Available Middleware

Cache Middleware

django.middleware.cache.UpdateCacheMiddleware; and
django.middleware.cache.FetchFromCacheMiddleware

Enable the site-wide cache. If these are enabled, each Django-powered page will be cached for as long as the CACHE_MIDDLEWARE_SECONDS setting defines. See the cache documentation.

Common Middleware

django.middleware.common.CommonMiddleware

Adds a few conveniences for perfectionists:

  • Forbids access to user agents in the DISALLOWED_USER_AGENTS setting, which should be a list of compiled regular expression objects.
  • Performs URL rewriting based on the APPEND_SLASH and PREPEND_WWW settings.If APPEND_SLASH is True and the initial URL doesn’t end with a slash, and it is not found in the URLconf, then a new URL is formed by appending a slash at the end. If this new URL is found in the URLconf, then Django redirects the request to this new URL. Otherwise, the initial URL is processed as usual.For example, foo.com/bar will be redirected to foo.com/bar/ if you don’t have a valid URL pattern for foo.com/bar but do have a valid pattern for foo.com/bar/.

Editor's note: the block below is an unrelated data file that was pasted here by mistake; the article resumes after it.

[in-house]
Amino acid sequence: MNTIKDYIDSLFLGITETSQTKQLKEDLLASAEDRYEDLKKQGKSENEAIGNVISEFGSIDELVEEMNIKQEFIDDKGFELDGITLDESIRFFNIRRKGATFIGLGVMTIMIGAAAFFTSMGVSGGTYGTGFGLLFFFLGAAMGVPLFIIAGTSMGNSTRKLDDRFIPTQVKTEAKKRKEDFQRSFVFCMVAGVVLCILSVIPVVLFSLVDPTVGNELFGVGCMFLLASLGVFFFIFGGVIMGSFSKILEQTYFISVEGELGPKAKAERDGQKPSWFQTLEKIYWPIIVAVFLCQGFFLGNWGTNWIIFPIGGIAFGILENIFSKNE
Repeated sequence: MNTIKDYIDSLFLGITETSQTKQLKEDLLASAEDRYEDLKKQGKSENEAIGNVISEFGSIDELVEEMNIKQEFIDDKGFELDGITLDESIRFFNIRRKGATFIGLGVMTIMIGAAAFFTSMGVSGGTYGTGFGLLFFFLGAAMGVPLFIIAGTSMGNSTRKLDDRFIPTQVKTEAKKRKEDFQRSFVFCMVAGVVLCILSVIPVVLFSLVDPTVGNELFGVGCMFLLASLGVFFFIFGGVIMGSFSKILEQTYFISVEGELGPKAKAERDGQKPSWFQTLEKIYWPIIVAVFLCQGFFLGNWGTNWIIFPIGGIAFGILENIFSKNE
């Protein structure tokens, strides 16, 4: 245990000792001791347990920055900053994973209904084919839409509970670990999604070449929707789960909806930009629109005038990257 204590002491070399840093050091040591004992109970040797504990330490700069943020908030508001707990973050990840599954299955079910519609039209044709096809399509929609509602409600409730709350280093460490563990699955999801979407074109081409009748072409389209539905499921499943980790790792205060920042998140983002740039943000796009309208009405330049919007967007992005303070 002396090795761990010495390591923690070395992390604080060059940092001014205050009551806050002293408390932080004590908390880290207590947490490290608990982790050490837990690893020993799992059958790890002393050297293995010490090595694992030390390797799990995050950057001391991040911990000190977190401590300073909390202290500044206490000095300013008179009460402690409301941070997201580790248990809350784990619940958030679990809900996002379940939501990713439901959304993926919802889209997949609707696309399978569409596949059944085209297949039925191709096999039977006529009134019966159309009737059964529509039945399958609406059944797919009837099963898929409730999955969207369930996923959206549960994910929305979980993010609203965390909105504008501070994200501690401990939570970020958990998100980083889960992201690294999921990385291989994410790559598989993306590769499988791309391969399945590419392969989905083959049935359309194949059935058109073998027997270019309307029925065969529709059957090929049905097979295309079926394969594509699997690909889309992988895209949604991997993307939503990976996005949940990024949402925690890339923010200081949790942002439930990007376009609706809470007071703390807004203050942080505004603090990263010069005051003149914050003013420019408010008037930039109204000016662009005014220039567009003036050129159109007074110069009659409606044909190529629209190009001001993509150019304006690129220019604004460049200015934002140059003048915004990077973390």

If PREPEND_WWW is True, URLs that lack a leading www. will be redirected to the same URL with a leading www. 

    Both of these options are meant to normalize URLs. The philosophy is that each URL should exist in one, and only one, place. Technically a URL foo.com/bar is distinct from foo.com/bar/ – a search-engine indexer would treat them as separate URLs – so it’s best practice to normalize URLs.